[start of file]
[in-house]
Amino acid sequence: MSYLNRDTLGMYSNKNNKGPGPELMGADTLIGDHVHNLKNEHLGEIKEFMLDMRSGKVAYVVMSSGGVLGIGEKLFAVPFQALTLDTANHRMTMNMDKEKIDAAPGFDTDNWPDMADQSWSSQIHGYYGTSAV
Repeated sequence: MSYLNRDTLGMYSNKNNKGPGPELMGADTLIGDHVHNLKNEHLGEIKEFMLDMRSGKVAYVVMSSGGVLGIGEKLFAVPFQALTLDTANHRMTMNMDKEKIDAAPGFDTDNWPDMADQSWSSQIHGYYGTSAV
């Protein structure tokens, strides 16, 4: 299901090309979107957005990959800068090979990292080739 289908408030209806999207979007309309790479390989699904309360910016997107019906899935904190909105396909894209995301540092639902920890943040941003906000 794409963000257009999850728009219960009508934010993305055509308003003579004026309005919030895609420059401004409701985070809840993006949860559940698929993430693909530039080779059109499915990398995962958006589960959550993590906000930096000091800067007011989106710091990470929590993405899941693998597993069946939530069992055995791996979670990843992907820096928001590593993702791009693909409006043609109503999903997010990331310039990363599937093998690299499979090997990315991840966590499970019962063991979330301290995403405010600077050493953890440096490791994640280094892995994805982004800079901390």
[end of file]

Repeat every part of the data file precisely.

[in-house]
Amino acid sequence: MSYLNRDTLGMYSNKNNKGPGPELMGADTLIGDHVHNLKNEHLGEIKEFMLDMRSGKVAYVVMSSGGVLGIGEKLFAVPFQALTLDTANHRMTMNMDKEKIDAAPGFDTDNWPDMADQSWSSQIHGYYGTSAV
Repeated sequence: MSYLNRDTLGMYSNKNNKGPGPELMGADTLIGDHVHNLKNEHLGEIKEFMLDMRSGKVAYVVMSSGGVLGIGEKLFAVPFQALTLDTANHRMTMNMDKEKIDAAPGFDTDNWPDMADQSWSSQIHGYYGTSAV
């Protein structure tokens, strides 16, 4: 299901090309979107957005990959800068090979990292080739 289908408030209806999207979007309309790479390989699904309360910016997107019906899935904190909105396909894209995301540092639902920890943040941003906000 794409963000257009999850728009219960009508934010993305055509308003003579004026309005919030895609420059401004409701985070809840993006949860559940698929993430693909530039080779059109499915990398995962958006589960959550993590906000930096000091800067007011989106710091990470929590993405899941693998597993069946939530069992055995791996979670990843992907820096928001590593993702791009693909409006043609109503999903997010990331310039990363599937093998690299499979090997990315991840966590499970019962063991979330301290995403405010600077050493953890440096490791994640280094892995994805982004800079901390």